Just then, his eyes fell on the window sill, on which rested the Horlicks bottles containing the fish.-"Who left the fish there?",
he enquired.-"I purchased them today. They were selling it away in the lab
", Amma explained.-"So those are our fish? But why? for our house?",
he was still perplexed.-"Summer holidays are coming. V wanted to have a pet so I got it for him. He rarely asks us for anything like other children do."
-"But what do we know about fish? who is going to care for them?"
-"P said they're easy to maintain. He will actually be coming tomorrow morning with fishfood."-"Oh, P's family have been keeping them for years. We have no idea about what fish eat and their feeding times. How are we going to handle them? And keeping all these fish in little bottles...",
he was beginning to fret now.-"All we need is a modest fish tank to put the fish in. And P will guide us on food",
Amma tried to salvage the situation.
Appa was done with the paper by now. He walked up to the window. Took the food pack nearby and tossed a pinch of it into the bottle. The indifferent response of the fish was aggravating him further. Alarm bells were now ringing for me! I looked at my brothers to see if their faces showed some concern. Nope, they were indifferent, lost in the novels they were reading.-"Paavam, these poor things!", he continued, "they are not eating it. I dont know how many days they can survive in our house. Namakku thaan idhu pathi onnumey theriyaadhey. Monday we're going to lock up the house and go, who is going to look after them? What if they die in a few days due to our ignorance?"
-"Well, I got it just because V wanted it and P said it's easy to take care of them."
Appa now came and looked me straight in the eye. "Look here V, P's grandma stays at home so it's not a problem for them. Do you really think the fish would survive in our house? We dont have any experience at all. What is the guarantee that they will be safe and looked after? What do you think?"
Of course I had no convincing answer to such a categorical challenge. I fumbled in vain, accepting defeat in no time.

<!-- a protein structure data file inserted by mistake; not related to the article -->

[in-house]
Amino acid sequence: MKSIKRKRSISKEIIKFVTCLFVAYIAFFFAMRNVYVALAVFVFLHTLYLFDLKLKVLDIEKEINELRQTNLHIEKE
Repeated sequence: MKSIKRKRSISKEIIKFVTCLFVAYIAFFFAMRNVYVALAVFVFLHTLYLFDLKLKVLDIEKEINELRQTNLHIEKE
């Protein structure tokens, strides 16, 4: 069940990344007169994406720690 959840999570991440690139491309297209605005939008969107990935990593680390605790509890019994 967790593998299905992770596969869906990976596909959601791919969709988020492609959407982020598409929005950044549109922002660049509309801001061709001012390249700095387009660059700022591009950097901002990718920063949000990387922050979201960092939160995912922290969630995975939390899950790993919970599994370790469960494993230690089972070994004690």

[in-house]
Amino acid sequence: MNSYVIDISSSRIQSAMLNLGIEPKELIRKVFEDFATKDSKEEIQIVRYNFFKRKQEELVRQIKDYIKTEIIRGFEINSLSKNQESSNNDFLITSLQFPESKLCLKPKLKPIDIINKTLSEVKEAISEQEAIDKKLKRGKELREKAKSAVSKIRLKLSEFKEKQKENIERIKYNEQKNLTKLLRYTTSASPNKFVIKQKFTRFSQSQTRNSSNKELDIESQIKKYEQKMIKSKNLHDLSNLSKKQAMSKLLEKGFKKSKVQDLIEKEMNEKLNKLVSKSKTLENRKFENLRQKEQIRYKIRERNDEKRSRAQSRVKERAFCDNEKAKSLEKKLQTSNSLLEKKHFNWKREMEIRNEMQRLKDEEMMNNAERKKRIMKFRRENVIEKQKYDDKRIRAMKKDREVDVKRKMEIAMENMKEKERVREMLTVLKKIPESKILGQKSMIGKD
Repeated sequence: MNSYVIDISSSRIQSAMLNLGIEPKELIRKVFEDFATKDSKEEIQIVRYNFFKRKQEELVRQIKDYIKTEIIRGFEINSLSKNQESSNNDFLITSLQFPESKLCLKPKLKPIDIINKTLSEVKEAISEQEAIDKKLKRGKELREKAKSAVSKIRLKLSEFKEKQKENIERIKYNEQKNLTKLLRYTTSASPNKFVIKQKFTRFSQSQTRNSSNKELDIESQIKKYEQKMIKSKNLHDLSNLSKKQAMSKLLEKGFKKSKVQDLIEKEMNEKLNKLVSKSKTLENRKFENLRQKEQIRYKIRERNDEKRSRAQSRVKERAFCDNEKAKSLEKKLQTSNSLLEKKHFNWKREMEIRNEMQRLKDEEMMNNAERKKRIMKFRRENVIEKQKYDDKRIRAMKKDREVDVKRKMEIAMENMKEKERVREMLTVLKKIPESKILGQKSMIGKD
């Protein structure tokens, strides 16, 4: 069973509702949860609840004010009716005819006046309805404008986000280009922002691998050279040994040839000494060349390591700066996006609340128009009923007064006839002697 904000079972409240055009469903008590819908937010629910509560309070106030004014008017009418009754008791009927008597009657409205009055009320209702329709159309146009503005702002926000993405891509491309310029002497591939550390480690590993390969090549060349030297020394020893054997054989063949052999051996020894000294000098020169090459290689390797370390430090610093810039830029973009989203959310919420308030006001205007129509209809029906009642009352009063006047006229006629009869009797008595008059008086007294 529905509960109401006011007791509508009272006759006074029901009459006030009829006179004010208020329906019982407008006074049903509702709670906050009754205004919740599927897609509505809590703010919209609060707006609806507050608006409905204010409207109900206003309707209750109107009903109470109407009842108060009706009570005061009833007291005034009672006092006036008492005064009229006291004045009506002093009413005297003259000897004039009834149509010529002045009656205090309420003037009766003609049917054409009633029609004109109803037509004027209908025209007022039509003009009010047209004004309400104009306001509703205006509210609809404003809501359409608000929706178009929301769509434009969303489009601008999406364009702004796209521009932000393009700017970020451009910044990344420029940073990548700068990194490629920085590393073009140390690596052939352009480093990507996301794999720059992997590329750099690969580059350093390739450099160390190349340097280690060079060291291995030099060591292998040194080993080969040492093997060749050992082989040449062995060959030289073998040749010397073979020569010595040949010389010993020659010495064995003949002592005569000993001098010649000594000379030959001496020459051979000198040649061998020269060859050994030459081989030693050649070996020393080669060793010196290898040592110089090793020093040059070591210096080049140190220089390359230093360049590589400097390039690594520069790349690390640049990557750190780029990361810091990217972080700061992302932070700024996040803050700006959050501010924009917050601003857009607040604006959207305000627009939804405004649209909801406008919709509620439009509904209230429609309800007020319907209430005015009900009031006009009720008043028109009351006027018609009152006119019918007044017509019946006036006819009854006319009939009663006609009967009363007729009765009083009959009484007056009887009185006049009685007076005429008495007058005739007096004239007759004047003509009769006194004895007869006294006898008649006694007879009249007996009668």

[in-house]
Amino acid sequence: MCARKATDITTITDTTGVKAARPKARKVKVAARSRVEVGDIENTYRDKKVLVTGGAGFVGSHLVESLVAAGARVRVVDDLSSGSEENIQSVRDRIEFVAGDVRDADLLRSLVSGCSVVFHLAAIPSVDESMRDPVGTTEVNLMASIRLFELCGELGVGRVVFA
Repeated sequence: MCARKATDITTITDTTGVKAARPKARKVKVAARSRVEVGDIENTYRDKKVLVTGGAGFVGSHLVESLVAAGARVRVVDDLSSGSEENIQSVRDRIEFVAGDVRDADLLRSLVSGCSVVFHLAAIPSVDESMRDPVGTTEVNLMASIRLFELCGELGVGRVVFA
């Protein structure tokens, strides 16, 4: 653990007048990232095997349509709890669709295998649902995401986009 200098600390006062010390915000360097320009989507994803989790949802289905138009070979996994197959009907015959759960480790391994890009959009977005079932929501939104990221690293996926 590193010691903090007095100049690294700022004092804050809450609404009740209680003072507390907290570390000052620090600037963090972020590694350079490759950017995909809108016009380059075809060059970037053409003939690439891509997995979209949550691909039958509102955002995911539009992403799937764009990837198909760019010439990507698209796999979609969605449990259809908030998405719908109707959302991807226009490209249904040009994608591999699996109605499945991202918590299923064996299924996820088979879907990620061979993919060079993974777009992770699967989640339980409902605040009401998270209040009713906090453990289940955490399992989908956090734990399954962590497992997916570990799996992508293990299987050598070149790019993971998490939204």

"So shall we return them tomorrow?",
the final punch came. I nodded without opening my mouth.
And there I had it. Stupid me, after knowing this methodical man for years, this real-life incarnation of Phileas Fogg, whatever made me think I could win this one! I was trying to push my luck against a guy who had his priorities right, someone who'd never used an alarm clock all his life, had the precision of a metronome, never touched coffee or tea or sugar all his life. A clear thinking guy who had the same exact routine every day.
"Okayyyy, tomorrow is Saturday. We will have to wait till Monday. I will take them back. We will surely get a pet when we shift to a bigger home but for now, the fish will go
", Amma finalized, going into the kitchen to bring my glass of milk.(Milk after a disappointment was just too much to stomach!)
Murphy's Law struck the next morn. P was late in bringing the fishfood. Appa waited for a while, then told us he would find out the shop described by P and get something the fish would eat.
Three hours later, he was back with a large aquarium, complete with corals, colorful little pebbles, plants, sea food, a fishnet and a crash course on fish-keeping from the malayalee chap who ran the shop. The fish stayed for a year and eventually died of neglect and cannibalism. By then we had moved to a big house and all our attentions were on the dog which had entered our lives a few months back.Note:
Was reminded of this
episode from The Wonder Years. In turn, that reminded me of the above incident.